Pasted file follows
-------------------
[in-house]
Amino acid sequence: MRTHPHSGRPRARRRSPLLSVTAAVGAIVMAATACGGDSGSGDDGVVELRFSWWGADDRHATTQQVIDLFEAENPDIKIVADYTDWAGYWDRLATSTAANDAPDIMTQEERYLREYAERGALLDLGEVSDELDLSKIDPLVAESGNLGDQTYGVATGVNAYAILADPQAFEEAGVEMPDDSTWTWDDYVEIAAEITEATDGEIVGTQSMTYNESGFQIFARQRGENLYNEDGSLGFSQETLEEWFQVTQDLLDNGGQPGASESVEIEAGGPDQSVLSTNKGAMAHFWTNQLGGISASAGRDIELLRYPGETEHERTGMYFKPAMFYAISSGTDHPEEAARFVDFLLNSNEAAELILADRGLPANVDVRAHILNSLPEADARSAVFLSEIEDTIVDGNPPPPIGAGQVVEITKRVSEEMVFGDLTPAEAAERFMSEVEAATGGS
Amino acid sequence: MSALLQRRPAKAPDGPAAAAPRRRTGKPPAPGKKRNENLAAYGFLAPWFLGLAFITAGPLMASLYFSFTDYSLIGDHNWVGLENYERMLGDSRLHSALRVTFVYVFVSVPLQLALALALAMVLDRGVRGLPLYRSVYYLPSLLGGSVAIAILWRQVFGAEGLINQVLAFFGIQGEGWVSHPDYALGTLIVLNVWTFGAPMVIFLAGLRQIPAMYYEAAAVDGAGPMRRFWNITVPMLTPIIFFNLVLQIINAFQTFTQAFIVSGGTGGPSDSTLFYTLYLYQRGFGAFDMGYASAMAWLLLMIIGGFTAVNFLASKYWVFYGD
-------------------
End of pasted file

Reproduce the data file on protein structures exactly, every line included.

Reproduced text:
[in-house]
Amino acid sequence: MRTHPHSGRPRARRRSPLLSVTAAVGAIVMAATACGGDSGSGDDGVVELRFSWWGADDRHATTQQVIDLFEAENPDIKIVADYTDWAGYWDRLATSTAANDAPDIMTQEERYLREYAERGALLDLGEVSDELDLSKIDPLVAESGNLGDQTYGVATGVNAYAILADPQAFEEAGVEMPDDSTWTWDDYVEIAAEITEATDGEIVGTQSMTYNESGFQIFARQRGENLYNEDGSLGFSQETLEEWFQVTQDLLDNGGQPGASESVEIEAGGPDQSVLSTNKGAMAHFWTNQLGGISASAGRDIELLRYPGETEHERTGMYFKPAMFYAISSGTDHPEEAARFVDFLLNSNEAAELILADRGLPANVDVRAHILNSLPEADARSAVFLSEIEDTIVDGNPPPPIGAGQVVEITKRVSEEMVFGDLTPAEAAERFMSEVEAATGGS
Amino acid sequence: MSALLQRRPAKAPDGPAAAAPRRRTGKPPAPGKKRNENLAAYGFLAPWFLGLAFITAGPLMASLYFSFTDYSLIGDHNWVGLENYERMLGDSRLHSALRVTFVYVFVSVPLQLALALALAMVLDRGVRGLPLYRSVYYLPSLLGGSVAIAILWRQVFGAEGLINQVLAFFGIQGEGWVSHPDYALGTLIVLNVWTFGAPMVIFLAGLRQIPAMYYEAAAVDGAGPMRRFWNITVPMLTPIIFFNLVLQIINAFQTFTQAFIVSGGTGGPSDSTLFYTLYLYQRGFGAFDMGYASAMAWLLLMIIGGFTAVNFLASKYWVFYGD